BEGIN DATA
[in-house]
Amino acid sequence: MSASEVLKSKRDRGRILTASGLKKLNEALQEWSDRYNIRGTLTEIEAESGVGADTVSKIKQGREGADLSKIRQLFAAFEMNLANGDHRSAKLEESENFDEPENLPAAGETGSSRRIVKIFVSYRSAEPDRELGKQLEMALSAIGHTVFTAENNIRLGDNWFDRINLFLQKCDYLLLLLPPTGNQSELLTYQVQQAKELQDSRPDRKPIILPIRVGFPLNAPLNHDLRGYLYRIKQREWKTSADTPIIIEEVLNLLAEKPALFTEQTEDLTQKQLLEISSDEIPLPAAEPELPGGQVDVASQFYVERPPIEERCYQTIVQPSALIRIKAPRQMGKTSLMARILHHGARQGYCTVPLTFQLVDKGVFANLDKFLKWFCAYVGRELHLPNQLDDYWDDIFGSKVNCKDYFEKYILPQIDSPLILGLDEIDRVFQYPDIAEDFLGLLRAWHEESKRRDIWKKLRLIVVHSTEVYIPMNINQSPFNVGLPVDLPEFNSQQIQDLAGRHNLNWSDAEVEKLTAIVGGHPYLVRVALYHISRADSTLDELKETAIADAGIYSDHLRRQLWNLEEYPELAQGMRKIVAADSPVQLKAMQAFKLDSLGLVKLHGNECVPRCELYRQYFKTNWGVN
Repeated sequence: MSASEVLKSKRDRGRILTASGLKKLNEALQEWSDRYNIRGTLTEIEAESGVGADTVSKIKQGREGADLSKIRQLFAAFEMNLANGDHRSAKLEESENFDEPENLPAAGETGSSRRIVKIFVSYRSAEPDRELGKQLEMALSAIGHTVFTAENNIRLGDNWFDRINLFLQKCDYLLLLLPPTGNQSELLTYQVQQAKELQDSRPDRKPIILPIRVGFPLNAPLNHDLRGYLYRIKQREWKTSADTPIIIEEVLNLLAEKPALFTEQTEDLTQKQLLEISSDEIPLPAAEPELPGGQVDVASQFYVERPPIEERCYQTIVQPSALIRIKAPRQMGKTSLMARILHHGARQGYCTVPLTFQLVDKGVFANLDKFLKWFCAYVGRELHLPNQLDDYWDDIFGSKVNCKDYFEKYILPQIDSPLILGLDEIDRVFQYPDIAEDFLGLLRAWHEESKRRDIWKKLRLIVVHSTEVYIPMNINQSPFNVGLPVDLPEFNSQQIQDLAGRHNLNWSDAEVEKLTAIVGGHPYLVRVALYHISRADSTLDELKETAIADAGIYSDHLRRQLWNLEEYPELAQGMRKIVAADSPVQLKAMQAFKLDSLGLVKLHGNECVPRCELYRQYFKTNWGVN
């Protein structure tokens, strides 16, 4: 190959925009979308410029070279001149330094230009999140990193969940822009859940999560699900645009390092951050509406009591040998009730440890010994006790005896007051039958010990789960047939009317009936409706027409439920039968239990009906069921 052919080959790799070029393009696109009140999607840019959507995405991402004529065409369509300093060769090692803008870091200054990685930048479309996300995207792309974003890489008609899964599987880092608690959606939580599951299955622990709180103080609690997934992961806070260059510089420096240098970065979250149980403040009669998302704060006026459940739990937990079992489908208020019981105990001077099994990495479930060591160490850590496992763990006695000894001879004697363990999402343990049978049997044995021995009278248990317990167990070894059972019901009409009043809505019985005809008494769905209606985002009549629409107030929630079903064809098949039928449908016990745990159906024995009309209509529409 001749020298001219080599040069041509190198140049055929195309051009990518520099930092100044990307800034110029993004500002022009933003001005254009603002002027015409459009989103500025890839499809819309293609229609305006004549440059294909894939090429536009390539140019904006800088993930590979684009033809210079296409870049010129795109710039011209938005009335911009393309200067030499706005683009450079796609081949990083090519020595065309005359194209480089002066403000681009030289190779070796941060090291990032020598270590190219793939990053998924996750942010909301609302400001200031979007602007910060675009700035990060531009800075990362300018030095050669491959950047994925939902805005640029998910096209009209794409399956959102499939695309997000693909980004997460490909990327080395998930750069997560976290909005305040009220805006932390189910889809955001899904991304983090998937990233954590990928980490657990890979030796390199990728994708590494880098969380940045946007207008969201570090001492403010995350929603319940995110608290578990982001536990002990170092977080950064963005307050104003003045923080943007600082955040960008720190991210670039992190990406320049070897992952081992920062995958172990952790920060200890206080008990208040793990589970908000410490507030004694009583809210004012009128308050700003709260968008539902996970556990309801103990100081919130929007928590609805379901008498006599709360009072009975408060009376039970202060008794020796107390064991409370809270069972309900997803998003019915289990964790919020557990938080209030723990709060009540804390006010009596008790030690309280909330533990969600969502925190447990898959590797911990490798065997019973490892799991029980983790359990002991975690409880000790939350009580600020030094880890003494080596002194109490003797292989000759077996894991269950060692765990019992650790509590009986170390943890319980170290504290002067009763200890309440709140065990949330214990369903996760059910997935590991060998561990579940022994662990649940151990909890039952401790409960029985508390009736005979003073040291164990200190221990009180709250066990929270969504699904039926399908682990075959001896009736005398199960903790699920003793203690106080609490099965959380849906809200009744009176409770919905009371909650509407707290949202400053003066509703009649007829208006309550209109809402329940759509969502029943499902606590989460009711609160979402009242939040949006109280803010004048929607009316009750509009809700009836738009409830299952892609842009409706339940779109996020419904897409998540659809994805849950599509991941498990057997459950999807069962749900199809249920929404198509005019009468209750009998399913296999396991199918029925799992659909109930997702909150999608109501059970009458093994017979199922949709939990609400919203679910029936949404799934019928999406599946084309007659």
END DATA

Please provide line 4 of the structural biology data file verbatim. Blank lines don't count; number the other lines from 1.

């Protein structure tokens, strides 16, 4: 190959925009979308410029070279001149330094230009999140990193969940822009859940999560699900645009390092951050509406009591040998009730440890010994006790005896007051039958010990789960047939009317009936409706027409439920039968239990009906069921 052919080959790799070029393009696109009140999607840019959507995405991402004529065409369509300093060769090692803008870091200054990685930048479309996300995207792309974003890489008609899964599987880092608690959606939580599951299955622990709180103080609690997934992961806070260059510089420096240098970065979250149980403040009669998302704060006026459940739990937990079992489908208020019981105990001077099994990495479930060591160490850590496992763990006695000894001879004697363990999402343990049978049997044995021995009278248990317990167990070894059972019901009409009043809505019985005809008494769905209606985002009549629409107030929630079903064809098949039928449908016990745990159906024995009309209509529409 001749020298001219080599040069041509190198140049055929195309051009990518520099930092100044990307800034110029993004500002022009933003001005254009603002002027015409459009989103500025890839499809819309293609229609305006004549440059294909894939090429536009390539140019904006800088993930590979684009033809210079296409870049010129795109710039011209938005009335911009393309200067030499706005683009450079796609081949990083090519020595065309005359194209480089002066403000681009030289190779070796941060090291990032020598270590190219793939990053998924996750942010909301609302400001200031979007602007910060675009700035990060531009800075990362300018030095050669491959950047994925939902805005640029998910096209009209794409399956959102499939695309997000693909980004997460490909990327080395998930750069997560976290909005305040009220805006932390189910889809955001899904991304983090998937990233954590990928980490657990890979030796390199990728994708590494880098969380940045946007207008969201570090001492403010995350929603319940995110608290578990982001536990002990170092977080950064963005307050104003003045923080943007600082955040960008720190991210670039992190990406320049070897992952081992920062995958172990952790920060200890206080008990208040793990589970908000410490507030004694009583809210004012009128308050700003709260968008539902996970556990309801103990100081919130929007928590609805379901008498006599709360009072009975408060009376039970202060008794020796107390064991409370809270069972309900997803998003019915289990964790919020557990938080209030723990709060009540804390006010009596008790030690309280909330533990969600969502925190447990898959590797911990490798065997019973490892799991029980983790359990002991975690409880000790939350009580600020030094880890003494080596002194109490003797292989000759077996894991269950060692765990019992650790509590009986170390943890319980170290504290002067009763200890309440709140065990949330214990369903996760059910997935590991060998561990579940022994662990649940151990909890039952401790409960029985508390009736005979003073040291164990200190221990009180709250066990929270969504699904039926399908682990075959001896009736005398199960903790699920003793203690106080609490099965959380849906809200009744009176409770919905009371909650509407707290949202400053003066509703009649007829208006309550209109809402329940759509969502029943499902606590989460009711609160979402009242939040949006109280803010004048929607009316009750509009809700009836738009409830299952892609842009409706339940779109996020419904897409998540659809994805849950599509991941498990057997459950999807069962749900199809249920929404198509005019009468209750009998399913296999396991199918029925799992659909109930997702909150999608109501059970009458093994017979199922949709939990609400919203679910029936949404799934019928999406599946084309007659």